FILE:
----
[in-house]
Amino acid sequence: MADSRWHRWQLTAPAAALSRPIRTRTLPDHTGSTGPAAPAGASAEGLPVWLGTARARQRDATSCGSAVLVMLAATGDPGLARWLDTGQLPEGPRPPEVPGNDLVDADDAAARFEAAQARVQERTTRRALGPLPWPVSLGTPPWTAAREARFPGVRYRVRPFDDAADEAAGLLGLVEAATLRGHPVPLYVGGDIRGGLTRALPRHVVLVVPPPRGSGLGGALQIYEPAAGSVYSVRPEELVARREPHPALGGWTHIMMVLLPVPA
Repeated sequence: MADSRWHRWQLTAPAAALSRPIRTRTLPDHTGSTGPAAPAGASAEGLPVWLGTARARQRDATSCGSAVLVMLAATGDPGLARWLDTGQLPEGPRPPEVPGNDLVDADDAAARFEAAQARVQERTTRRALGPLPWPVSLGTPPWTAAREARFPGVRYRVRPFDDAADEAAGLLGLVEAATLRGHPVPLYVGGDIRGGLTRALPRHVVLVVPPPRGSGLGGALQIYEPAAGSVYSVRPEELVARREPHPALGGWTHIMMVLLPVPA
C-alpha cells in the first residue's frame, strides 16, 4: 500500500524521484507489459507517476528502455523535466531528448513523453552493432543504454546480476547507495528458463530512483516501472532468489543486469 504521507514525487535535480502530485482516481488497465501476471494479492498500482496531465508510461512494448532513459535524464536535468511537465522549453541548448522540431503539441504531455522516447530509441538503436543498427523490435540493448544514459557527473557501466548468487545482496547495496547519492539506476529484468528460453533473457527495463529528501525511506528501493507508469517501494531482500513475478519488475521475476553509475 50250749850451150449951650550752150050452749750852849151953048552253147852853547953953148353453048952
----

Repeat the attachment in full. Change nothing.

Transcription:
[in-house]
Amino acid sequence: MADSRWHRWQLTAPAAALSRPIRTRTLPDHTGSTGPAAPAGASAEGLPVWLGTARARQRDATSCGSAVLVMLAATGDPGLARWLDTGQLPEGPRPPEVPGNDLVDADDAAARFEAAQARVQERTTRRALGPLPWPVSLGTPPWTAAREARFPGVRYRVRPFDDAADEAAGLLGLVEAATLRGHPVPLYVGGDIRGGLTRALPRHVVLVVPPPRGSGLGGALQIYEPAAGSVYSVRPEELVARREPHPALGGWTHIMMVLLPVPA
Repeated sequence: MADSRWHRWQLTAPAAALSRPIRTRTLPDHTGSTGPAAPAGASAEGLPVWLGTARARQRDATSCGSAVLVMLAATGDPGLARWLDTGQLPEGPRPPEVPGNDLVDADDAAARFEAAQARVQERTTRRALGPLPWPVSLGTPPWTAAREARFPGVRYRVRPFDDAADEAAGLLGLVEAATLRGHPVPLYVGGDIRGGLTRALPRHVVLVVPPPRGSGLGGALQIYEPAAGSVYSVRPEELVARREPHPALGGWTHIMMVLLPVPA
C-alpha cells in the first residue's frame, strides 16, 4: 500500500524521484507489459507517476528502455523535466531528448513523453552493432543504454546480476547507495528458463530512483516501472532468489543486469 504521507514525487535535480502530485482516481488497465501476471494479492498500482496531465508510461512494448532513459535524464536535468511537465522549453541548448522540431503539441504531455522516447530509441538503436543498427523490435540493448544514459557527473557501466548468487545482496547495496547519492539506476529484468528460453533473457527495463529528501525511506528501493507508469517501494531482500513475478519488475521475476553509475 50250749850451150449951650550752150050452749750852849151953048552253147852853547953953148353453048952